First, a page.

“There is almost complete control of all the routes along which either new fighters for rotation, ammunition or new equipment can be brought in," he said.

“It is already clear that Ukraine has lost Artemovsk (the Russian name for Bakhmut). The only question is when it will happen,” added Gagin.

CNN could not independently verify Gagin’s claims, but Ukrainian military commanders have in the past 24 hours described a worsening situation in Bakhmut, calling it “extremely tense” and “extremely difficult.”

Ukrainian President Zelensky said in his nightly address on Monday that the situation in the Eastern Ukrainian city was getting “more and more challenging.”

"The enemy is constantly destroying everything that can be used to protect our positions, to secure and defend it," Zelensky said, soon after military commanders spoke of hundreds of Russian strikes in the area.

6:41 a.m. ET, February 28, 2023

Russia's new territorial "realities" can't be infringed upon in possible peace talks, says Kremlin

From CNN's Radina Gigova and Anna Chernova 

Russia's new territorial "realities" cannot be infringed upon during possible talks with Kyiv, Kremlin spokesperson Dmitry Peskov said Tuesday. 

"There are certain realities, I mean the new Russian territories, there is the Constitution of the Russian Federation, which cannot be ignored, which the Russian side will never be able to infringe upon. These are very important realities," Peskov told reporters during a regular call.

"The Russian Federation also has certain goals, which it is attaining in the course of the special military operation. Of course, given the favorable state of affairs and the appropriate attitude of the Ukrainian regime, this can also be decided at the negotiating table," he said. 

"The main thing is to achieve our goals, this is our priority for sure," he added.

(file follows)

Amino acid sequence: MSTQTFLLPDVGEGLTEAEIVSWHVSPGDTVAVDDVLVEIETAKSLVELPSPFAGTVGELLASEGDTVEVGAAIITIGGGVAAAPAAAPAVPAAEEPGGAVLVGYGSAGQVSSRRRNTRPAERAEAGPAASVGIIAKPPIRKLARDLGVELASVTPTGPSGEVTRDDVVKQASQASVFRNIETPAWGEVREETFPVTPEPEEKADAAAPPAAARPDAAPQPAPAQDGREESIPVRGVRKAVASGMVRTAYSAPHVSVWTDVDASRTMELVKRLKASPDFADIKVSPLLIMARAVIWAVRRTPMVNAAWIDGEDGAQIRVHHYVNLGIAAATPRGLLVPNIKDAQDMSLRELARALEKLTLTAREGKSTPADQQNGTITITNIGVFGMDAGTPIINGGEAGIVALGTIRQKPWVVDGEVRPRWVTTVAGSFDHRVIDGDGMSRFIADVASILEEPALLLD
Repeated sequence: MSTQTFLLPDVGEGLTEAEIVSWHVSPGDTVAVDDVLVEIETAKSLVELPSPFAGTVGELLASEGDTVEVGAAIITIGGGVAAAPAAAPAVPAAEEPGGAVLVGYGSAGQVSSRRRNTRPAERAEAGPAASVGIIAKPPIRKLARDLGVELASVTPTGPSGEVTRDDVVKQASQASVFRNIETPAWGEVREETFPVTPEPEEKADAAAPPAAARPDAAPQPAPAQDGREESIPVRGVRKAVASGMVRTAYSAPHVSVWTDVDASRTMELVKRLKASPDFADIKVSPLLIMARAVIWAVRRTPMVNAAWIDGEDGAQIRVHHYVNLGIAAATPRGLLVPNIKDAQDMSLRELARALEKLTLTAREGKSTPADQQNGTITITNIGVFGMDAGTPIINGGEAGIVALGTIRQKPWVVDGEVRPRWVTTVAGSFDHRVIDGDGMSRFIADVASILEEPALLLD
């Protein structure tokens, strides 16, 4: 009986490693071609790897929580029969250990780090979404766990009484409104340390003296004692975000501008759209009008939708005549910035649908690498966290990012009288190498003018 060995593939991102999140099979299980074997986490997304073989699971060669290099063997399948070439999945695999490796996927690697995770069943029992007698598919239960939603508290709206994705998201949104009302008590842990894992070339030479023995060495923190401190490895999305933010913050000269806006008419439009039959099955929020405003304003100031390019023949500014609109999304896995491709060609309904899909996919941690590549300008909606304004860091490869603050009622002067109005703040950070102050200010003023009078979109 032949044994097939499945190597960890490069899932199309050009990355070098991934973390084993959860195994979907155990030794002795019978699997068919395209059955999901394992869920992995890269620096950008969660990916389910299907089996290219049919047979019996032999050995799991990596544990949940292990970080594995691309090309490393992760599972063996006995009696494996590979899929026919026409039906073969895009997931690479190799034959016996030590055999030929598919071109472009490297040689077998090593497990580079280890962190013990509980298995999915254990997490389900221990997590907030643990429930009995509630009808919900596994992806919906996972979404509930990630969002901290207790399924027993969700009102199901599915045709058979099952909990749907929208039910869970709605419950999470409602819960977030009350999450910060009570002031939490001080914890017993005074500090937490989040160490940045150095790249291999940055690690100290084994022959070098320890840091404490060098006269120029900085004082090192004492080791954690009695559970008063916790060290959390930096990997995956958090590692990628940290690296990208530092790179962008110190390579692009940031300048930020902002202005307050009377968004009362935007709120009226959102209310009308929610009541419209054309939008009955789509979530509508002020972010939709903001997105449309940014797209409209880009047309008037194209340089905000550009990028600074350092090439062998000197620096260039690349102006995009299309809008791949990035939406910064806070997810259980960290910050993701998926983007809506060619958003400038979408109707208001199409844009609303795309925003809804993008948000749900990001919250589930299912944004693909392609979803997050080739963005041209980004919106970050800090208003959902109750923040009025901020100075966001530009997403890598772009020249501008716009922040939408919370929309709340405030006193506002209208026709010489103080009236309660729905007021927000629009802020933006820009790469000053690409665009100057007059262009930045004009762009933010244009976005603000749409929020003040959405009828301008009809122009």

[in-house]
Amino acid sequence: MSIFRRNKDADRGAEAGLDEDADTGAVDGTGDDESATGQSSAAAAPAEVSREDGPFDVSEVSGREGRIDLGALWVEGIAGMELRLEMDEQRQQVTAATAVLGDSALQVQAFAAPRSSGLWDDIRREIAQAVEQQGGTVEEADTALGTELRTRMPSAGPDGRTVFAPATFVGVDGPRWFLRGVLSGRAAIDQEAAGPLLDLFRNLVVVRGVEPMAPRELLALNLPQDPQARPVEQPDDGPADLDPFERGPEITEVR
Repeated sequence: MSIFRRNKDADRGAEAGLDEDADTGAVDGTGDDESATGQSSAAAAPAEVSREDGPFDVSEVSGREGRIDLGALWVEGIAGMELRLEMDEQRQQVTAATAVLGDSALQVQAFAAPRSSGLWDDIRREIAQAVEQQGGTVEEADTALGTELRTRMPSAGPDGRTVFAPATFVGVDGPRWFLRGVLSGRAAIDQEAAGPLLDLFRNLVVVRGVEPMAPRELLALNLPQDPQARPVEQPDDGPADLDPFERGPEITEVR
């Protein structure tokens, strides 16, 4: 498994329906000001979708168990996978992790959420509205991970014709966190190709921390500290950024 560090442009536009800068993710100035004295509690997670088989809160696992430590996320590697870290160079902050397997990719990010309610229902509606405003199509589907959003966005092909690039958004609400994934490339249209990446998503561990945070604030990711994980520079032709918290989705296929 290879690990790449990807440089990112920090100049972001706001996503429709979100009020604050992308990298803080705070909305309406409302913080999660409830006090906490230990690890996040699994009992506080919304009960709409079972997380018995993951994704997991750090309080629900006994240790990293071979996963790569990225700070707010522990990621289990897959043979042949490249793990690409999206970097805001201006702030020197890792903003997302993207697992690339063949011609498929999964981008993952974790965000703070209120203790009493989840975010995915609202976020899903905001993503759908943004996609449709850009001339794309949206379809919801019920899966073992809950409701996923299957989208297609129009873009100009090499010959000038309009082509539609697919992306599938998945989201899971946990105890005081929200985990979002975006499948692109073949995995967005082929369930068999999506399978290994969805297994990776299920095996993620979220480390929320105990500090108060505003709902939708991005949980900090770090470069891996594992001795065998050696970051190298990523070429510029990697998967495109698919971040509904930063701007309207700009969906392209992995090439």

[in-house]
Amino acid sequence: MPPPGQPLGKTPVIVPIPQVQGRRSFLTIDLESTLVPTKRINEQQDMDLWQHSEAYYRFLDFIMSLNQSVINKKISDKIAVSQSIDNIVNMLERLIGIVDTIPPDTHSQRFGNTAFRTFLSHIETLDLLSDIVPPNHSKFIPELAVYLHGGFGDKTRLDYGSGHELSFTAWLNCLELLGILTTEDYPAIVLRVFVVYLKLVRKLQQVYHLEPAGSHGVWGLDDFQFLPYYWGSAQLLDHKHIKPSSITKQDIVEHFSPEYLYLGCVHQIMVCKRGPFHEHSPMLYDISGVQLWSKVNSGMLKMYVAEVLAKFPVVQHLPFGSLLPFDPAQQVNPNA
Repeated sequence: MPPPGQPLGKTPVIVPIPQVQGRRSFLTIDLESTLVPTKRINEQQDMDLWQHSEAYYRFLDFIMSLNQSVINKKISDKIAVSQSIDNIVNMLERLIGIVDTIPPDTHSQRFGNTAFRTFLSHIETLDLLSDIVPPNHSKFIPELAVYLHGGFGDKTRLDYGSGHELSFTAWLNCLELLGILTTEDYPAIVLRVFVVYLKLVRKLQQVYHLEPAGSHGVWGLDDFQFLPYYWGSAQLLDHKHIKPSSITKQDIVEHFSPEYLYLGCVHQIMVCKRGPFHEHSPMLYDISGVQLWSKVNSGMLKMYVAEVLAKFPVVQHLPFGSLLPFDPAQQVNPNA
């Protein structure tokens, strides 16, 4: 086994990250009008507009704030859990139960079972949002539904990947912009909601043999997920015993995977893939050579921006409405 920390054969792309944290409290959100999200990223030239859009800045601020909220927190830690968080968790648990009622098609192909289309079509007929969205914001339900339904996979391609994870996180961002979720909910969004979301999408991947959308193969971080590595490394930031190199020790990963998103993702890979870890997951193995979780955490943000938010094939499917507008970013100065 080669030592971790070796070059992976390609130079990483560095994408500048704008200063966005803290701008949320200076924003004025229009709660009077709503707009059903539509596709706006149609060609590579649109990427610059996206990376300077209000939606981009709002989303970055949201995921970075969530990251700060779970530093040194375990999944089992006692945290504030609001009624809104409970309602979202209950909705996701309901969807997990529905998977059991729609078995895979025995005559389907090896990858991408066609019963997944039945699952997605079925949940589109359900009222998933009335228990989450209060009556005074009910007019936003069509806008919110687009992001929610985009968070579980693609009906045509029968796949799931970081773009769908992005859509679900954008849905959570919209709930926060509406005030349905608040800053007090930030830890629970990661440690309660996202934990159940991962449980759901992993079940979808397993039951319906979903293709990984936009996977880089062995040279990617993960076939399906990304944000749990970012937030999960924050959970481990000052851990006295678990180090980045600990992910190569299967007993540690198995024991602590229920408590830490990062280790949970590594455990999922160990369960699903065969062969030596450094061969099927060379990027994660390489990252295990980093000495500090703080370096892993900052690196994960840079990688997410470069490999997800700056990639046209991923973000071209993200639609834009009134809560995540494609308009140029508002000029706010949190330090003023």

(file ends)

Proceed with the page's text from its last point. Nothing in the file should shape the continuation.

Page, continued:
When asked how favorable the present moment is for these negotiations, Peskov replied:

"Currently, probably no one can ascertain the signals from the Ukrainian side. At the moment, we proceed from the impossibility de jure for the Ukrainian side to negotiate on this matter. We proceed from this."

6:37 a.m. ET, February 28, 2023

Leopard 2 tanks spotted near Bakhmut, pro-Russian official says

From CNN’s Vasco Cotovio and Olga Voitovych

German-made Leopard tanks have been spotted near Bakhmut, according to an advisor to the head of the self-declared pro-Russian Donetsk People’s Republic.

“There have been claims that Leopards have appeared near Artemovsk (the Russian name for Bakhmut),” Yan Gagin told state broadcaster Russia 1 on Tuesday.

Gagin went on to downplay the presence of the tanks near the frontline.

“There is no need to sensationalize this. Given the muddy weather now, it will make it difficult for heavy vehicles like the Leopard to move,” he said. “[It] is the same armored target as all the others.”

CNN could not independently verify Gagin’s claims, but European officials have said previously that the first donated Leopard 2 tanks have begun arriving in Ukraine.

6:33 a.m. ET, February 28, 2023

Russia's defense ministry says Ukraine launched failed drone attack as fire breaks out in oil depot

From CNN’s Vasco Cotovio, Anna Chernova and Gianluca Mezzofiore

The Russian Ministry of Defense has accused Ukraine of attempting a drone attack against civilian infrastructure in the Krasnodar region of Russia.

“UAVs (Unmanned Aerial Vehicles) were suppressed by the electronic warfare units of the RF (Russian Federation) Armed Forces,” said the Russian Ministry of Defense (MOD), adding that none of the drones hit their target.

“Both drones lost control and deviated from their flight path. One UAV fell in a field, and another UAV, deviating from the trajectory, did not harm the attacked civilian infrastructure facility,” the MOD statement read.

Social media video geolocated by CNN showed a fire at a Rosfnet oil depot in Tuapse, on the Krasnodar region’s Black Sea coast. It’s unclear if the facility was the intended target, but Ukraine has previously targeted oil depots within Russian-controlled territory.